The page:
He takes amiss that some friends have admonished him to quit Politics; we will not repeat that admonition. Let him, on this as on all other matters, take solemn counsel with his own Socrates'-Demon; such as dwells in every mortal: such as he is a happy mortal who can hear the voice of, follow the behests of, like an unalterable law. At the same time, we could truly wish to see such a mind as his engaged rather in considering what, in his own sphere, could be done, than what, in his own or other spheres, ought to be destroyed; rather in producing or preserving the True, than in mangling and slashing asunder the False. Let him be at ease: the False is already dead, or lives only with a mock life. The death-sentence of the False was of old, from the first beginning|
TRANSLATED FROM GOETHE.
To possess their souls in patience, and await what can
[FRASER'S MAGAZINE, 1832.]
THE spacious courts of the Prince's Castle were still veiled in thick mists of an autumnal morning; through which veil, meanwhile, as it melted into clearness, you could more or less discern the whole Hunter-company, on horseback and on foot, all busily astir. The hasty occupations of the nearest were distinguishable: there was lengthening, shortening of stirrup-leathers; there was handling of rifles and shot-pouches, there was putting of gamebags to rights; while the hounds, impatient in their leashes, threatened to drag their keepers off with them. Here and there, too, a horse showed spirit more than enough; driven on by its fiery nature, or excited by the spur of its rider, who even now in the half-dusk could not repress a certain self-complacent wish to exhibit himself. All waited, however, on the Prince, who, taking leave of his young consort, was now delaying too long.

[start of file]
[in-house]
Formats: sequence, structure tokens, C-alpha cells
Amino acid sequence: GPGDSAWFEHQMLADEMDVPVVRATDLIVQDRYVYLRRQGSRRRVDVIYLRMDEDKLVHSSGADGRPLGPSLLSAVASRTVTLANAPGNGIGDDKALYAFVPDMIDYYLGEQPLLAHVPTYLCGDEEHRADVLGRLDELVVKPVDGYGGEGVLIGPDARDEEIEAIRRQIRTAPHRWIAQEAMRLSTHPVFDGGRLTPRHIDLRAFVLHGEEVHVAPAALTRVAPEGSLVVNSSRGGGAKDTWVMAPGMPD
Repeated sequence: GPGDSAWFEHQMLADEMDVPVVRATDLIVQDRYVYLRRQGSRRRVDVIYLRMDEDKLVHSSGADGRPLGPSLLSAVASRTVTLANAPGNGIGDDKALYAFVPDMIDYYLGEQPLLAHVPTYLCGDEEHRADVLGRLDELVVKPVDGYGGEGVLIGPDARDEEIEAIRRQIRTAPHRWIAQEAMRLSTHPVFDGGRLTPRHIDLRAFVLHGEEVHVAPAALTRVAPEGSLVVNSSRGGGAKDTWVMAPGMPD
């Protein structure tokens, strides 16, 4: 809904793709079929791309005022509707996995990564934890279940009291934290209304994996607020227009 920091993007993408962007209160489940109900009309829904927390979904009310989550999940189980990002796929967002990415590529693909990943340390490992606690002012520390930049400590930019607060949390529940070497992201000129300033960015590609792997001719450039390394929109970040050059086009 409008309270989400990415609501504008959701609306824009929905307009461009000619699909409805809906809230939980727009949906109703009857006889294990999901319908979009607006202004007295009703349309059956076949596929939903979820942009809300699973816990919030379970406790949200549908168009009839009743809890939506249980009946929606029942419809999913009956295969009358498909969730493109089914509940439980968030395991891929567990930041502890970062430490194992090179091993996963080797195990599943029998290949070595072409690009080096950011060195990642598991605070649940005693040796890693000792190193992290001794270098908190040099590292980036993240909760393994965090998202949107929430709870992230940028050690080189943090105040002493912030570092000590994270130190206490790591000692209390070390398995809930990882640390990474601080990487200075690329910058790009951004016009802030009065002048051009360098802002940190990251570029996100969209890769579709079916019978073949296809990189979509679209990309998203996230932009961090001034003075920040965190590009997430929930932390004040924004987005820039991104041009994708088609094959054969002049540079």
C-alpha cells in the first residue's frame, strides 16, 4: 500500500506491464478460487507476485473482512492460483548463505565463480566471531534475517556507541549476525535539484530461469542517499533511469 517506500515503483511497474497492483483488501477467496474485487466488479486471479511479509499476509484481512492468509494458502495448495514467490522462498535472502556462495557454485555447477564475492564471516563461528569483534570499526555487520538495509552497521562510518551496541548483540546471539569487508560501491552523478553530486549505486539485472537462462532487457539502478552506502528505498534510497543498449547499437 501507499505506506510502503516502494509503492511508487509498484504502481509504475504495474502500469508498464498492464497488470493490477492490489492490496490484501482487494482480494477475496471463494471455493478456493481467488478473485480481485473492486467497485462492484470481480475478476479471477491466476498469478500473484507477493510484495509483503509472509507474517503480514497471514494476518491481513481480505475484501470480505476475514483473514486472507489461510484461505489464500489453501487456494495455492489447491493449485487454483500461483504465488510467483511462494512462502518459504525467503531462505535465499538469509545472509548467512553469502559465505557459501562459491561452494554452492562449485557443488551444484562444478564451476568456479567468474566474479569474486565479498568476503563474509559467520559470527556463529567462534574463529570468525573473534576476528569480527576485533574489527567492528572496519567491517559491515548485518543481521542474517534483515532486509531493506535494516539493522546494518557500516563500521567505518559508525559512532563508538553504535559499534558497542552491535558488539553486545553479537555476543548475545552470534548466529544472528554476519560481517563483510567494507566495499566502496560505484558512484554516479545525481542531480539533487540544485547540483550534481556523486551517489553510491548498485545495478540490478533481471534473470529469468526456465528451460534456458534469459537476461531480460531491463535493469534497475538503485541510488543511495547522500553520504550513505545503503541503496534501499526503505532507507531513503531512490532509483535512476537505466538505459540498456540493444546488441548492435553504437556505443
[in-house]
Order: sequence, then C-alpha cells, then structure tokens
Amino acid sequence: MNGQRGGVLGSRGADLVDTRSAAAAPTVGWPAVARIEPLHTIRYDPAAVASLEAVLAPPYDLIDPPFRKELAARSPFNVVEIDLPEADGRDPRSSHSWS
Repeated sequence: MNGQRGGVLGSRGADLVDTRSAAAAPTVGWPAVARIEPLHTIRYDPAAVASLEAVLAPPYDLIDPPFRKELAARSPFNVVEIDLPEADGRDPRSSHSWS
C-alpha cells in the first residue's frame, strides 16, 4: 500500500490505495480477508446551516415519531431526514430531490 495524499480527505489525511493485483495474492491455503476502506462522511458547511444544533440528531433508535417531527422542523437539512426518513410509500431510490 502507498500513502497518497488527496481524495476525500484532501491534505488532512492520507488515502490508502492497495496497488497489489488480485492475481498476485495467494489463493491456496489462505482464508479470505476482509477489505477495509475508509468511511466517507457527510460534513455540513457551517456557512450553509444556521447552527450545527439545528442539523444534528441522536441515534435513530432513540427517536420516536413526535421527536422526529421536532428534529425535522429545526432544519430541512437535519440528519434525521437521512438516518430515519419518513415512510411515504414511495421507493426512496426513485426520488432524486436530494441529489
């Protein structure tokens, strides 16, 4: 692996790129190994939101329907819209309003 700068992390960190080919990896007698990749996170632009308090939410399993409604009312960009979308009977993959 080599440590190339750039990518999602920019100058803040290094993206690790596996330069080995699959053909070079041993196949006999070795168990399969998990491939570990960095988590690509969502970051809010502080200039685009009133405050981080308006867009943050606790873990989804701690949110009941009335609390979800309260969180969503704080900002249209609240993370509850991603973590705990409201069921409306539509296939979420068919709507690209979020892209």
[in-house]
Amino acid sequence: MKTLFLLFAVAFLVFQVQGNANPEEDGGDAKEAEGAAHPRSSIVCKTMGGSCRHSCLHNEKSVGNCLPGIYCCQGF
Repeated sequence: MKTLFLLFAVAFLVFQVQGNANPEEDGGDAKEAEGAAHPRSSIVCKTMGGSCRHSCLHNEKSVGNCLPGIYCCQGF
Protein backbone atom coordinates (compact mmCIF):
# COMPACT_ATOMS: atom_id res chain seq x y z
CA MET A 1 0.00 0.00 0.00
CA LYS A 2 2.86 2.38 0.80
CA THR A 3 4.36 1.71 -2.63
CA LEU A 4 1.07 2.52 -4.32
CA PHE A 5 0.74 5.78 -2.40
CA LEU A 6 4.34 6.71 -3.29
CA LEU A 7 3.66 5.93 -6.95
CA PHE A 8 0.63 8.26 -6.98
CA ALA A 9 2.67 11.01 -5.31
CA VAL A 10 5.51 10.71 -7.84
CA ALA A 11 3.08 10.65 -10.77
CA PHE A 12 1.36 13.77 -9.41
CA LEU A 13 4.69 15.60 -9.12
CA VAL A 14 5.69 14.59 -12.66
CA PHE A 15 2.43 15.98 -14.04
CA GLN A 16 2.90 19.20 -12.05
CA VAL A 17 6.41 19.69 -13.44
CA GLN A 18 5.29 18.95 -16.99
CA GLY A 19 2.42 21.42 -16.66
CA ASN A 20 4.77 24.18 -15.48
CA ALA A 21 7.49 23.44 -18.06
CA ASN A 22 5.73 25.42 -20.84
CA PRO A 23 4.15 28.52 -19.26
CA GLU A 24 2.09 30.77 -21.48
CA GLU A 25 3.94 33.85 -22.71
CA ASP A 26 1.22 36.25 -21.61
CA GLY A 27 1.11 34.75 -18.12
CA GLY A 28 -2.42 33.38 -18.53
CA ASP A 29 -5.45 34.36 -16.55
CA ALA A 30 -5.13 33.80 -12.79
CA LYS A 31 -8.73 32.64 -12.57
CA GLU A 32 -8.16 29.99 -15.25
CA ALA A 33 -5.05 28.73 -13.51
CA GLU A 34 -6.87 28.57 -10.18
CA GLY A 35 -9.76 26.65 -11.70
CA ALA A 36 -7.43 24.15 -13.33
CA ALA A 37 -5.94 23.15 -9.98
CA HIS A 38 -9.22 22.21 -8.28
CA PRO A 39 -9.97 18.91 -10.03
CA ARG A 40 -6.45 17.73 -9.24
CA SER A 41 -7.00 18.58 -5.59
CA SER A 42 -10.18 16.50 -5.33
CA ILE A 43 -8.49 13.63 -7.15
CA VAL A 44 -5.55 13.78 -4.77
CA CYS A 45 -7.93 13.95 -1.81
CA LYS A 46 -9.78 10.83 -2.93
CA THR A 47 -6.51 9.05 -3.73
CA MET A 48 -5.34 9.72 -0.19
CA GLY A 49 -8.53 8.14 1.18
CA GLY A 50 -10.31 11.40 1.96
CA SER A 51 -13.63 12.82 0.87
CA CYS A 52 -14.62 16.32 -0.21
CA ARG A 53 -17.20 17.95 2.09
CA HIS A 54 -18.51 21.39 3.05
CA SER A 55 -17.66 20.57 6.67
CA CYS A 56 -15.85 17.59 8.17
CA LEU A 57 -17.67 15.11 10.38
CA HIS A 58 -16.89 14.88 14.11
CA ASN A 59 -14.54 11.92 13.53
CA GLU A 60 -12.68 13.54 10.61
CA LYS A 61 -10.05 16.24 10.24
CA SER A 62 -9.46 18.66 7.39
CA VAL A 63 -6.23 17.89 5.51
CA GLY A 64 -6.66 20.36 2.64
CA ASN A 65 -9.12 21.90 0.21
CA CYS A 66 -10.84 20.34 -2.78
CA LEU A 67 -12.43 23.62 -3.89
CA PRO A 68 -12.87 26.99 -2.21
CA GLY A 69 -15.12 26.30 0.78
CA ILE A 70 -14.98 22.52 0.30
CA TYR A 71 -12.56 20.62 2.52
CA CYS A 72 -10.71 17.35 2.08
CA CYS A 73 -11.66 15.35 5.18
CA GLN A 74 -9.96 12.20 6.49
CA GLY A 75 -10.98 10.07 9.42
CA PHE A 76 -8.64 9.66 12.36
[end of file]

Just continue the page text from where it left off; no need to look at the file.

United a short while ago, they already felt the happiness of consentaneous dispositions; both were of active vivid character; each will
ingly participated in the tastes and endeavours of the other. The Prince's father had already, in his time, discerned and improved the season when it became evident that all members of the commonwealth should pass their days in equal industry; should all, in equal working and producing, each in his kind, first earn and then enjoy.
How well this had prospered was visible in these very days, when the head-market was a holding, which you might well enough have named a fair. The Prince yester-even had led his Princess on horseback through the tumult of the heaped-up wares; and pointed out to her how on this spot the Mountain region met the Plain country in profitable barter: he could here, with the objects before him, awaken her attention to the various industry of his Land. If the Prince at this time occupied himself and his servants almost exclusively with these pressing concerns, and in particular worked incessantly with his Finance-minister, yet would the Hunt-master too have his right; on